Published On: September 16, 2009
Last Updated on: October 31, 2020
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Ayre QB-9 USB DAC Reviewed

Ayre's USB-only QB-9 is one of the first to utilize a proprietary asynchronous USB data transmission protocol developed by Wavelength Audio. The QB-9 extends the sonic capabilities of USB sources from merely listenable to staggeringly good. If only it had SPDIF inputs...

Ayre QB-9 USB DAC Reviewed

  • A veteran of, Jim Swantko also wrote home theater and audiophile component reviews for in the early days of the publication. His focus was on mid- to high-end audio brands like Mark Levinson, Classé, Noble Fidelity, Cary Audio, MartinLogan, and Paradigm.


Charles Hanson of Ayre has never offered an external DAC in his company's sixteen-year history. Now, however, he decides to unveil a USB-only DAC for PC audio systems. What gives? Well, if you are so inclined, you can spend some time at the Ayre website and read the white paper that defends his position, which is that external DACs are inherently flawed and, until now, a single-box player was superior. As an electrical engineer, I must say that his argument makes a lot of sense from a technical perspective. Rather than bore you with those details, let's get down to what you really want to know: how does it sound?

Additional Resources
Want a better sounding player than the Ayre? Check out Lexicon's BD-30. Its based around the Oppo Digital but who cares? Its the best sounding player on the market today.
Read a Benchmark Media USB DAC review - many think they are better than Ayre.
Read a review of the WADIA PowerDAC 151.

I just got a chance to hear the $2,500 QB-9 DAC in a system that I am very familiar with, which includes the Ayre KX-R preamplifier and MX-R mono amps driving Rockport loudspeakers through Ayre signature cabling and various high-end power conditioners. Now that you know there can't possibly be a more synergistic environment for the DAC, I can tell you without hesitation that it was staggeringly good.

I sampled a large variety of music and never heard anything that seemed to challenge the QB-9. Regardless of what it was playing, it was utterly natural and recreated timbre especially beautifully. I listened to a saxophone solo, which was just jaw-dropping. It was absolutely filled with texture and nuance. Vocals were equally impressive and it was easy to forget that I was in a living room and not at a live performance. Bass performance was rock-solid, yet again very well-articulated and detailed. Some credit for this must be given to the MX-Rs, however. Treble was airy and sparkled, but never aggressive.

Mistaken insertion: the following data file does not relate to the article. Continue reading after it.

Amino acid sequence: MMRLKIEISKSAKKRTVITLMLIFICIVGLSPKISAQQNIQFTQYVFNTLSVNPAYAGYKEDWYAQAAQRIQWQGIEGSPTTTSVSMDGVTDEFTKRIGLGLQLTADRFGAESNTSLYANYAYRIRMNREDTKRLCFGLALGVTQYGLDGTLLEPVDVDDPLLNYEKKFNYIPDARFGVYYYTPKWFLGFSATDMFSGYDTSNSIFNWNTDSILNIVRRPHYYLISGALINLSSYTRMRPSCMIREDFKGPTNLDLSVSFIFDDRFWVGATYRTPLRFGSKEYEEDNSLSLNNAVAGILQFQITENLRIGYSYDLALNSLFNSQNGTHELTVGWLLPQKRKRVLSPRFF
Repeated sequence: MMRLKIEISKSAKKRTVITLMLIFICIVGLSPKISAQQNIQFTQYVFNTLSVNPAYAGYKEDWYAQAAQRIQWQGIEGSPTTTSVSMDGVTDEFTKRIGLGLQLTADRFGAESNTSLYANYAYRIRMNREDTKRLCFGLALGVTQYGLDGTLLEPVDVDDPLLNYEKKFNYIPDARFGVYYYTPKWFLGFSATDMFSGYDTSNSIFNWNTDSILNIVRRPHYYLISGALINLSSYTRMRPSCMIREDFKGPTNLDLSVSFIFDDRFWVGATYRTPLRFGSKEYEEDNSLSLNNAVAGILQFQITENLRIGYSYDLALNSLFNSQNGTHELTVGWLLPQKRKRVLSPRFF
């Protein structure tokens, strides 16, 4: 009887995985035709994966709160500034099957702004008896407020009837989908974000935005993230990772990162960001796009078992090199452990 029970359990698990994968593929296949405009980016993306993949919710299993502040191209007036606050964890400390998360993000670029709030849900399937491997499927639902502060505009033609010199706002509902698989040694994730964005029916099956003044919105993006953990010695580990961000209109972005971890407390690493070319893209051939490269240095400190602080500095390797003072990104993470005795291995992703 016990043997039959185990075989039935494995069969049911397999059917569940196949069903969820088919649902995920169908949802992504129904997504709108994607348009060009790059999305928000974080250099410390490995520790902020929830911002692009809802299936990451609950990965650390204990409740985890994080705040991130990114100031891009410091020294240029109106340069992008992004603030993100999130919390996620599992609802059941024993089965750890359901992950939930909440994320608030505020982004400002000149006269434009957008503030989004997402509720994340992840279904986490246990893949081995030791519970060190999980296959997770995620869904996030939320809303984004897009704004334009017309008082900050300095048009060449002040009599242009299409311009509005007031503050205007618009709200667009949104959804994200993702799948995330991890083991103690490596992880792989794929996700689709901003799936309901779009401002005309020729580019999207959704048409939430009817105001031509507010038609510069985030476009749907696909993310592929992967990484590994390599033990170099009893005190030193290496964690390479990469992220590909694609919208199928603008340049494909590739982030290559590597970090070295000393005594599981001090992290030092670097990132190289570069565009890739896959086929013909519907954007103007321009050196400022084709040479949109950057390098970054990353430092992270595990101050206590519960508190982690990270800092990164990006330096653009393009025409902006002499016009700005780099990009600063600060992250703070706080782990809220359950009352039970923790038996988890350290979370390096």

The soundstage was wider and deeper than I had ever heard this system. It was so wide, in fact, that I felt immersed in the performance rather than as though I was simply hearing it. Instruments and performers were placed with absolute precision in all three dimensions, even at the extremes of the stage. The QB-9 was able to retrieve enormous amounts of detail from the data stream, but they were presented in a manner that was completely natural, unlike some hyper-detailed sources I've heard. The system's performance, from the deepest bass to the most shimmering cymbal, was very consistent and very difficult to fault.

Competition and Comparison
To compare the Ayre QB-9 against the competition read our reviews of the Cary Audio Xciter DAC and the Benchmark DAC1 HDR.  You can find more information by visiting our Source Component section.

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High Points
- The Ayre QB-9, in this system, gave one of the most natural and lifelike performances I've heard. It is an excellent performer from top to bottom, but truly excels in reproducing the natural timbre and textures that blur the line between live and recorded music. 
- The soundstage that was created was full, rich and enveloping. It was a joy to listen to and pulled me deep into the performance.
- Throughout the entire listening session, the QB-9 never experienced a single glitch while communicating with the MacBook. As a PC user, I was quite impressed by this, as my experience with USB devices has not been confidence-inspiring. The owner of the Mac seemed amused by this.
- Build quality is typical Ayre, which is to say it's to the absolute highest levels.

Low Points
- As stated earlier, this is a USB-only DAC. There are no other digital inputs and the reasons for this are discussed thoroughly in the Ayre white paper. However, I would be willing to give up some performance on a coax input to be able to use a DAC like this for additional sources, provided the USB input remains the same.

Competition and Comparison
To compare the Ayre QB-9 against the competition read our reviews of the Cary Audio Xciter DAC and the Benchmark DAC1 HDR.  You can find more information by visiting our Source Component section.

The Ayre QB-9 USB DAC is a very impressive piece of equipment. It recreates music from an ordinary laptop, which will go toe-to-toe with some of the finest digital gear on the planet. It is utterly natural and creates a soundstage so lifelike you can almost walk into it. I have no doubt that this DAC would be outstanding in any system, but the way it works with an all-Ayre system was unbelievable. Yes, I want one for myself now.

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